Emily Thornberry's Resignation 'Daft' And Panicked, Says Labour MP

Labour MP Slams 'Daft' Miliband For Thornberry's Resignation

Shadow attorney general Emily Thornberry was "daft" to resign over a tweet and it showed that Ed Miliband was "motivated by panic", a veteran Labour MP has said.

Speaking to the Huffington Post UK, Austin Mitchell, MP for Great Grimsby, in north-east Lincolnshire, said her departure after tweeting a picture of a house while on the campaign trail in Rochester and Strood was "totally unnecessary" and the resulting furore was a "storm in a tea cup".

Mitchell said: "The leader has bigger things to worry about. He shouldn't have his acolytes running about getting people to resign over trivia."

Thornberry, MP for Islington South and Finsbury, sparked a furious backlash after posting the picture of the modern terraced house with three red and white Cross of St George flags - one bearing a West Ham United badge - and a white van parked in the drive, along with the message "Image from Rochester".

Thornberry apologised for her social media gaffe after being given a dressing-down by Miliband and Labour later announced that she had resigned as shadow attorney general. Miliband was reported to have "never been so angry".

Mitchell, whose outspoken remarks have caused controversy on numerous occasions in the past, said Thornberry's resignation showed the leadership was "motivated by panic".

"Political correctness is becoming an obsession," he added. "We're losing sight of the people we represent over a small thing like this."

Mitchell joked about Thornberry's "snobby" picture on Twitter, asking: "Why panic over such trivia - but do ask if the van had an MOT".

Following Ukip's Mark Reckless election in Rochester and Strood, rumours have circulated that Mitchell, as an arch-Eurosceptic, could be the first Labour MP to join Ukip.

The Spectator's Isabel Hardman wrote today: "There is a rumour that Ukip thinks it might be able to lure Austin Mitchell over from Labour. He retires at the next election anyway but his Great Grimsby seat is already a good prospect for Ukip and the debacle over Emily Thornberry’s White Van Man tweet would be a useful trigger for Mitchell."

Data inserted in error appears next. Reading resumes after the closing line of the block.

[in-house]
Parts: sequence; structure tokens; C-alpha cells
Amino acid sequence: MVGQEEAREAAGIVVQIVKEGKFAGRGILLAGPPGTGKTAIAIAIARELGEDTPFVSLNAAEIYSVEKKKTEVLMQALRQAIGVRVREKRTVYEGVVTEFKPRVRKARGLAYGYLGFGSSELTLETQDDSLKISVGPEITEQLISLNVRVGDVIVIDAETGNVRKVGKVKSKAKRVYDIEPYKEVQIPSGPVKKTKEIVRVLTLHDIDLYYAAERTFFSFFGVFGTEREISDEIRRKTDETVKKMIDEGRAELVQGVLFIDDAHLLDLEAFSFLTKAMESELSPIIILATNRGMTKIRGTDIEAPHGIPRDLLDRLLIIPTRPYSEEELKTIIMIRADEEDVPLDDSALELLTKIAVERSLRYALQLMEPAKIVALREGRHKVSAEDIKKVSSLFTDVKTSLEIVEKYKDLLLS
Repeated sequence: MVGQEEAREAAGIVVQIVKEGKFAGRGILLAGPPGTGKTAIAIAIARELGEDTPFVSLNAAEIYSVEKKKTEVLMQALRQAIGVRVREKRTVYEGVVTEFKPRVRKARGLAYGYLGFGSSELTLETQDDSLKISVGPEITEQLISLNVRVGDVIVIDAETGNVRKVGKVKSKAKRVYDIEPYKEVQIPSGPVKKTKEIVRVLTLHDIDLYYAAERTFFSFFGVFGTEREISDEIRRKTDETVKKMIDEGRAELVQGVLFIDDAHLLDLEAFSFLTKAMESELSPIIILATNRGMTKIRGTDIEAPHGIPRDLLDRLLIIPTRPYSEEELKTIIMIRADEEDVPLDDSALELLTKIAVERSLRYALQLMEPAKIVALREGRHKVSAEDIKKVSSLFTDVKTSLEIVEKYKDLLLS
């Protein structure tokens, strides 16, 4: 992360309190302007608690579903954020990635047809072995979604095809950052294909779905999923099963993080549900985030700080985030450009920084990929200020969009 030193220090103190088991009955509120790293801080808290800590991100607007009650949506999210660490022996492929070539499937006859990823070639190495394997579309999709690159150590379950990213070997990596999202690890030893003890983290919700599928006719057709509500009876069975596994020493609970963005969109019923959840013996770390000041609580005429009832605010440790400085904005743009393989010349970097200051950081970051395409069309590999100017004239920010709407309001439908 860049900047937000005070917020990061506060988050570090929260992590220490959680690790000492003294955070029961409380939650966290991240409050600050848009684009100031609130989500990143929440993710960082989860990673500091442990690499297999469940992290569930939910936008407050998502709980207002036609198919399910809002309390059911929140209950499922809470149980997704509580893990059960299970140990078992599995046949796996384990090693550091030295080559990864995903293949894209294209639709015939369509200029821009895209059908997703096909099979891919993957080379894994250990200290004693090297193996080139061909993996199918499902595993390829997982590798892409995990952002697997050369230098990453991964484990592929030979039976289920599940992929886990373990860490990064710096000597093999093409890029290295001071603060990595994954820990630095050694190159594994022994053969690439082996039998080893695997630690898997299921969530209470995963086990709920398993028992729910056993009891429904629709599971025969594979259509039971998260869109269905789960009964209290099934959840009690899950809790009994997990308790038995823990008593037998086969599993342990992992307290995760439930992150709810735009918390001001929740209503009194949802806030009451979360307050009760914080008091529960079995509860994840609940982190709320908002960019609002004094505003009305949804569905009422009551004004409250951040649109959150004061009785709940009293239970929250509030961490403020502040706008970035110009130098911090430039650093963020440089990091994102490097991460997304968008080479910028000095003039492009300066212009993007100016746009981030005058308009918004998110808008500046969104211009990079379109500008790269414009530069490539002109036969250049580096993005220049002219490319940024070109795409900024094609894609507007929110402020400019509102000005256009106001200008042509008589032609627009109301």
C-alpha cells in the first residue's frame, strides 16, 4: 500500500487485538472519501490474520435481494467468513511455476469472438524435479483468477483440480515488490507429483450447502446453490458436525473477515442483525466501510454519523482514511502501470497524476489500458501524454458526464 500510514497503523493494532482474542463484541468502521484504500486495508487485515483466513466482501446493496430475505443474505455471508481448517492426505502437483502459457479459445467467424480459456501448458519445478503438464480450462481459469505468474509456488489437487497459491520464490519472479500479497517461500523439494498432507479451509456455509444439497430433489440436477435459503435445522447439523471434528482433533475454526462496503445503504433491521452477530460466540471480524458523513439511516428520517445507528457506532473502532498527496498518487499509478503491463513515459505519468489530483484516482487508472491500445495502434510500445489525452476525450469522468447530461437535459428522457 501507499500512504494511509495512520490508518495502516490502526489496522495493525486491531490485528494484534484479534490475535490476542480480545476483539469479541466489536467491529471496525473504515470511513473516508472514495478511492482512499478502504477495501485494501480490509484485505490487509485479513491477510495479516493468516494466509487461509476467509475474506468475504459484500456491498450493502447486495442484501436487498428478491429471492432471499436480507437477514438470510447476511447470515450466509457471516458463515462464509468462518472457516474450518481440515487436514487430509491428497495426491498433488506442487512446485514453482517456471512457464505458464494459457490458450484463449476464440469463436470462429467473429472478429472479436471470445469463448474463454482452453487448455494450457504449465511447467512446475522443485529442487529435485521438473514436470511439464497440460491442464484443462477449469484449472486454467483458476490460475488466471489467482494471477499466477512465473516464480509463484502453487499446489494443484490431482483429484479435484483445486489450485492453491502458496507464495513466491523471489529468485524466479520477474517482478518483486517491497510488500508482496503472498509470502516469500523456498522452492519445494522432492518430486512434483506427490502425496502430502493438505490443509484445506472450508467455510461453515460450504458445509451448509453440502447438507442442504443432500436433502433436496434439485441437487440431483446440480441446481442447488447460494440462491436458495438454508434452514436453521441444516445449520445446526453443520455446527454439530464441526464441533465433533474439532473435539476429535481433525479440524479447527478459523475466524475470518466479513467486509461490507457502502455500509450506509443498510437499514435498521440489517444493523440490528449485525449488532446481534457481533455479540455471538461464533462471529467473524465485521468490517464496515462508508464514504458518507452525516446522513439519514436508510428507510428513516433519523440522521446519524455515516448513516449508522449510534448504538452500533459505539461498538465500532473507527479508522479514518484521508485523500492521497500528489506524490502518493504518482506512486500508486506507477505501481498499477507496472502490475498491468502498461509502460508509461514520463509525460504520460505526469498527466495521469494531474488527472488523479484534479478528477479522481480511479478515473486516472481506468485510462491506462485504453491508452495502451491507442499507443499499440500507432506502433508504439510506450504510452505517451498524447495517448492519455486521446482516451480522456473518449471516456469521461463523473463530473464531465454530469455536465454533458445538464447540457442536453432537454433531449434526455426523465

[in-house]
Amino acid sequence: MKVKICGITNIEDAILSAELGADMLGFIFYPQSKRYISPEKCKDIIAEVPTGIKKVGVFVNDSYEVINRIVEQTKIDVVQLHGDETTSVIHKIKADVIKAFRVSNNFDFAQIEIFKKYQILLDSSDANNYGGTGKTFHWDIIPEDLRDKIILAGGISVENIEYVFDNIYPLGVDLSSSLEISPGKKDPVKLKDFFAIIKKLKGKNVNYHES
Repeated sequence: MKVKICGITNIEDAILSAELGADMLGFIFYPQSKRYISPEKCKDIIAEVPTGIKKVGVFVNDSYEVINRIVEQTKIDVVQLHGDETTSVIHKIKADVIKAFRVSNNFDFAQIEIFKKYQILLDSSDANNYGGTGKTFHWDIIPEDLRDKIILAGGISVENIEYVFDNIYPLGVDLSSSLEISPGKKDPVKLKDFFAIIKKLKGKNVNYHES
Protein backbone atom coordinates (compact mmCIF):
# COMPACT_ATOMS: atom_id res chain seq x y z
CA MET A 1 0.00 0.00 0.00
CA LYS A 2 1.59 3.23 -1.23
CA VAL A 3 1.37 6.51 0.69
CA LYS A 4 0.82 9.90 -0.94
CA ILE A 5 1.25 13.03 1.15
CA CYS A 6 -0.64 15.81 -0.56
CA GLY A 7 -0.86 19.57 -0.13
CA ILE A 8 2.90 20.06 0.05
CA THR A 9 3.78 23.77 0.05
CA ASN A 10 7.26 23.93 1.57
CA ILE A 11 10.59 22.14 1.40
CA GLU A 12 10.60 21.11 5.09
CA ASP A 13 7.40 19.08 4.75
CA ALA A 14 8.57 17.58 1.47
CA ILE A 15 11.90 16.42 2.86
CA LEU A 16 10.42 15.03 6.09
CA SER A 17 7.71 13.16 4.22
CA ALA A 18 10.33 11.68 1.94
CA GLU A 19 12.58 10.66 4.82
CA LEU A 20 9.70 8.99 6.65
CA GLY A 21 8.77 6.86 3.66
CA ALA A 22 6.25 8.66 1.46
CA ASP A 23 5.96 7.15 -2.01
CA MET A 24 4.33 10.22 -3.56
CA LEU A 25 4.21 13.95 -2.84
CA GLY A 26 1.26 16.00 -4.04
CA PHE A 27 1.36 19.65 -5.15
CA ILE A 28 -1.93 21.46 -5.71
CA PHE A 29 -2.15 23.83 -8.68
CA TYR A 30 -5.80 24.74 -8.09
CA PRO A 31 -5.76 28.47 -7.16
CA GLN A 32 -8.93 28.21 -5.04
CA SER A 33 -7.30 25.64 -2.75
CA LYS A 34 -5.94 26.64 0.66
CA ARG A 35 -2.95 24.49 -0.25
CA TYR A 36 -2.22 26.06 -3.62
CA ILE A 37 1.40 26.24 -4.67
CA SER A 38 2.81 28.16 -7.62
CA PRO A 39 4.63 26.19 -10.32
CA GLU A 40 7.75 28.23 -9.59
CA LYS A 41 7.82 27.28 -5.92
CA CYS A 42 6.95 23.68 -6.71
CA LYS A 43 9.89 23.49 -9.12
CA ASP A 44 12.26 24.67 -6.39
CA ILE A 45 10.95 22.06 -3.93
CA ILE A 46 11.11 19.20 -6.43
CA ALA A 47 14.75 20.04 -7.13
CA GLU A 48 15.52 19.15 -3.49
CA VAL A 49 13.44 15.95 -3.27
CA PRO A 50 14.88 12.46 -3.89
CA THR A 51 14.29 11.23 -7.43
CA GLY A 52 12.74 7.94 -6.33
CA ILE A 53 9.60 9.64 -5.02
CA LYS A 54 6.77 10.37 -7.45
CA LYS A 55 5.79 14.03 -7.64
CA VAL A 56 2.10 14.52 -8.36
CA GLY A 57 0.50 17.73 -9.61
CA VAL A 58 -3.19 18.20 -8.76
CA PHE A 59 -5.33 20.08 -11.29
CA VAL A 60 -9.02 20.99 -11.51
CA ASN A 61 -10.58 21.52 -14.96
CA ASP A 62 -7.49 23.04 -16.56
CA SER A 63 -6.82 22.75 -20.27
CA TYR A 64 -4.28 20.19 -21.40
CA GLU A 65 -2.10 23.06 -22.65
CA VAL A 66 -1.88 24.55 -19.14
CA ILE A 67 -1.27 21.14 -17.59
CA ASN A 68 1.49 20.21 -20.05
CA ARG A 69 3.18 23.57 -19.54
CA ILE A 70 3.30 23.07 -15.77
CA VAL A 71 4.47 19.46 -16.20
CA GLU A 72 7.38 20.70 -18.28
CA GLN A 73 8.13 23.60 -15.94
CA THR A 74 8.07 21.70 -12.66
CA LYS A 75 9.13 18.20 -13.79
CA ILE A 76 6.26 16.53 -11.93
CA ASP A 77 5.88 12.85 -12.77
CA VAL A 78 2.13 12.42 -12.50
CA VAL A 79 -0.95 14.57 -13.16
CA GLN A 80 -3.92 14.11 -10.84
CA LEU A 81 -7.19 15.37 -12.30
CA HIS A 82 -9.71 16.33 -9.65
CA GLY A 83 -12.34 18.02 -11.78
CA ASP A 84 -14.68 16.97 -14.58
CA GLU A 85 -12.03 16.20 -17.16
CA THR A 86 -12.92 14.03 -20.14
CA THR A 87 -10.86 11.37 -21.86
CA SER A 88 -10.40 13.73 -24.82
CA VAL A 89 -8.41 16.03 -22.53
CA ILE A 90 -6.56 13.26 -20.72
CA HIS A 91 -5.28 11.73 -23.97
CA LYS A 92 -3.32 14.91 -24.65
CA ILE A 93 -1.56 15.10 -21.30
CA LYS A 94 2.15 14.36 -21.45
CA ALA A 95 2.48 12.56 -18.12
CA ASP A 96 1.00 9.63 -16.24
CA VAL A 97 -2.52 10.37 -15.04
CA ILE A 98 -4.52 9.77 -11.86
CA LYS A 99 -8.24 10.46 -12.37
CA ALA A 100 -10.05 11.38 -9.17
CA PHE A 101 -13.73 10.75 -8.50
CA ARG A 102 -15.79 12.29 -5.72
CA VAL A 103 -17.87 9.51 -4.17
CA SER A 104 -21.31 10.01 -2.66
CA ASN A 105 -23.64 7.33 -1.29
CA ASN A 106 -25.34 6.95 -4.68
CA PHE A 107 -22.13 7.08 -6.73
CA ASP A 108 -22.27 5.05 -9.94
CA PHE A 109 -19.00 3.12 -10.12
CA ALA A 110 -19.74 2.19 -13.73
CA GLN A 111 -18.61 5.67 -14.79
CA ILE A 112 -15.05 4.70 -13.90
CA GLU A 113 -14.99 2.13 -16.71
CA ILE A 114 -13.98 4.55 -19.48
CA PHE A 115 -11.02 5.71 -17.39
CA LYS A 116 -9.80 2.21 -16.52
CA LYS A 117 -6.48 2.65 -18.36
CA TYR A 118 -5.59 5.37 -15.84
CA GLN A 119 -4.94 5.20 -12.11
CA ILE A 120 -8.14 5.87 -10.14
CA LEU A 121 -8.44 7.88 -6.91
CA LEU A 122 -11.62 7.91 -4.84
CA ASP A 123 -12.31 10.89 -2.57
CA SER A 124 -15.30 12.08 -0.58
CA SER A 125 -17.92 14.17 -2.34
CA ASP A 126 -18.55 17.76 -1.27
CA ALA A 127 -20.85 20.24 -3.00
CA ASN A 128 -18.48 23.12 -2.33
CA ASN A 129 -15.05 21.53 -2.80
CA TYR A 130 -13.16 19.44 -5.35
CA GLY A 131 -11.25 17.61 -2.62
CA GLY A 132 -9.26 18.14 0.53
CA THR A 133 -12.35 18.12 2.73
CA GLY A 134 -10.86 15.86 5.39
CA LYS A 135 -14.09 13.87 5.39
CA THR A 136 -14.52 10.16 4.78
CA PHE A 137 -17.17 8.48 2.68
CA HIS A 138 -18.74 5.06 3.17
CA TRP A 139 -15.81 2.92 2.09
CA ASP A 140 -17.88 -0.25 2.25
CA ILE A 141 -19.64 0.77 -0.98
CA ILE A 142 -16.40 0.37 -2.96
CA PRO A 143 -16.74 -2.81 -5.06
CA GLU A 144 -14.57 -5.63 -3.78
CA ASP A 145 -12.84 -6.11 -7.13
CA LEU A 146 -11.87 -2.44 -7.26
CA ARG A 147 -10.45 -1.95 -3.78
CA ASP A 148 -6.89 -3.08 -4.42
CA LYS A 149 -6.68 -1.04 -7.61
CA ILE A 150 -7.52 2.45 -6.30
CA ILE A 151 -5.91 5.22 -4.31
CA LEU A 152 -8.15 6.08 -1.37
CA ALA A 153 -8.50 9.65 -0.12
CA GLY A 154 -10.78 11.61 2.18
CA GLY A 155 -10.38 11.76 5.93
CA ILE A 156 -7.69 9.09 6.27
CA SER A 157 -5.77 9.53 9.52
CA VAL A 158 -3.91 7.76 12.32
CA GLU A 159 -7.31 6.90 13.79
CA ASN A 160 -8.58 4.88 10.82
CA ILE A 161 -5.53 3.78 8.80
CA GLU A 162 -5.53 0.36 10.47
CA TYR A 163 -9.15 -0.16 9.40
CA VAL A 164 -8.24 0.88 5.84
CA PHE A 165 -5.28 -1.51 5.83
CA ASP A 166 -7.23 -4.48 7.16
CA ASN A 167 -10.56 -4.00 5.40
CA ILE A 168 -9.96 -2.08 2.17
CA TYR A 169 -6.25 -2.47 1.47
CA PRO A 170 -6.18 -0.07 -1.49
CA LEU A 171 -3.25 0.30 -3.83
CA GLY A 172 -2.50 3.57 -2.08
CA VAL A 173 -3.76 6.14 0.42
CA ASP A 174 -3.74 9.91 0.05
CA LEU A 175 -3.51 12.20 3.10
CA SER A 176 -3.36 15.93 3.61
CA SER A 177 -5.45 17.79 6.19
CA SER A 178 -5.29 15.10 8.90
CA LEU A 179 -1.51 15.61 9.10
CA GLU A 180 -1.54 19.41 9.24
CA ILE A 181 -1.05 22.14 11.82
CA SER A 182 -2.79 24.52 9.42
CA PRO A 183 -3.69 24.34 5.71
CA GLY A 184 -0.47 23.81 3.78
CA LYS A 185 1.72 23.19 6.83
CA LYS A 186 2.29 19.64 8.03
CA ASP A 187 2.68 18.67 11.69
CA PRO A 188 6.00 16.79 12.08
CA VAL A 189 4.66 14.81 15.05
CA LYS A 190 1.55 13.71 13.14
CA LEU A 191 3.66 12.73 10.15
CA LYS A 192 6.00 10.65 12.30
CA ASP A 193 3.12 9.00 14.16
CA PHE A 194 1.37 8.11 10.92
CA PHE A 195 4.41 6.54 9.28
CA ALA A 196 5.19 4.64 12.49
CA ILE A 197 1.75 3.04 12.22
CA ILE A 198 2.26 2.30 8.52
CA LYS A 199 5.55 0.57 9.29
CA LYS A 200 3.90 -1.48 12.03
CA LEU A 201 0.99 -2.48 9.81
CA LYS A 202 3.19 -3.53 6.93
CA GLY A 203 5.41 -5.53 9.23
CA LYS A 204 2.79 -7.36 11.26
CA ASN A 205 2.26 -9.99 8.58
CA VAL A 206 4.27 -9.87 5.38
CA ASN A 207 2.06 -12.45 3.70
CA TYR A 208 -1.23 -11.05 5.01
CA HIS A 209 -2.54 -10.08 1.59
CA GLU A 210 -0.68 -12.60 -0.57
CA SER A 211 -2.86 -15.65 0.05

However, Mitchell insisted that there "has been no approach" from Ukip about the prospect of defecting, telling HuffPostUK: "I wouldn't join them in any case. I'm a party loyalist."

Thornberry's initial posting sparked a storm on Twitter, as people criticised her "snobbish" post.

The owner of the house, Dan Ware, told The Sun newspaper that he was not overly impressed with the politician's remarks.

"I've not got a clue who she is, but she's a snob," he said. He said the flags on his home had been left up since being raised when England played in the football World Cup in May. We will continue to fly it."

Ware, a 37-year-old father of four, added that he could not remember when he last voted.

The Labour leader has recently faced accusations that his party is out of touch with its traditional working-class support and reflects the views of a liberal metropolitan elite.

And party strategists are likely to be unhappy with Thornberry's appearance on the front page of The Sun newspaper under the headline "Only Here for the Sneers".

Shadow education secretary Tristram Hunt told BBC2's Newsnight: "I think it's very sad to lose a trusted and good colleague in the run-up to a general election. But we should also be very clear that we are hugely in favour in the Labour Party of people expressing pride in their national identity and national symbols."

Labour's Chris Bryant said Thornberry had made "a bit of an own goal". Bryant said: "I think the first rule of politics is you respect the voters and by Emily's own admission her tweet clearly didn't do that.

"I think she is a decent and honourable person. She did the right thing by apologising and now the right thing by resigning.

"The Labour Party was founded on the basis that everybody should be treated equally and that's why Emily herself has said it's a bit of an own goal."

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